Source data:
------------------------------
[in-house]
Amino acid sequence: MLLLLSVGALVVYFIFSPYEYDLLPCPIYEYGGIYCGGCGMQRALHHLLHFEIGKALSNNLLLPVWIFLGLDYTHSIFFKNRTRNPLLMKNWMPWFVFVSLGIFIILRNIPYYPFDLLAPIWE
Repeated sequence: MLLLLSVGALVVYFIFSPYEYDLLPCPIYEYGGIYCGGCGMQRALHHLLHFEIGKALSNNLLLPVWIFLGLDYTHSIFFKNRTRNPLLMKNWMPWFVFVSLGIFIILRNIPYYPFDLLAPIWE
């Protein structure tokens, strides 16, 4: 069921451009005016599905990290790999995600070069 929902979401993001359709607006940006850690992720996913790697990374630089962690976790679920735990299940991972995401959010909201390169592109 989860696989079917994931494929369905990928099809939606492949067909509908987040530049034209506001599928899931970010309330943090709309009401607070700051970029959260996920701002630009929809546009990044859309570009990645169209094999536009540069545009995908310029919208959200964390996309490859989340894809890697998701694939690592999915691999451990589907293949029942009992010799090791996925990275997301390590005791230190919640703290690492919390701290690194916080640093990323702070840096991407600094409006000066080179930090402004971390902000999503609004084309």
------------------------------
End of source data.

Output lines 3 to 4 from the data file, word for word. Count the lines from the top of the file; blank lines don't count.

Repeated sequence: MLLLLSVGALVVYFIFSPYEYDLLPCPIYEYGGIYCGGCGMQRALHHLLHFEIGKALSNNLLLPVWIFLGLDYTHSIFFKNRTRNPLLMKNWMPWFVFVSLGIFIILRNIPYYPFDLLAPIWE
């Protein structure tokens, strides 16, 4: 069921451009005016599905990290790999995600070069 929902979401993001359709607006940006850690992720996913790697990374630089962690976790679920735990299940991972995401959010909201390169592109 989860696989079917994931494929369905990928099809939606492949067909509908987040530049034209506001599928899931970010309330943090709309009401607070700051970029959260996920701002630009929809546009990044859309570009990645169209094999536009540069545009995908310029919208959200964390996309490859989340894809890697998701694939690592999915691999451990589907293949029942009992010799090791996925990275997301390590005791230190919640703290690492919390701290690194916080640093990323702070840096991407600094409006000066080179930090402004971390902000999503609004084309």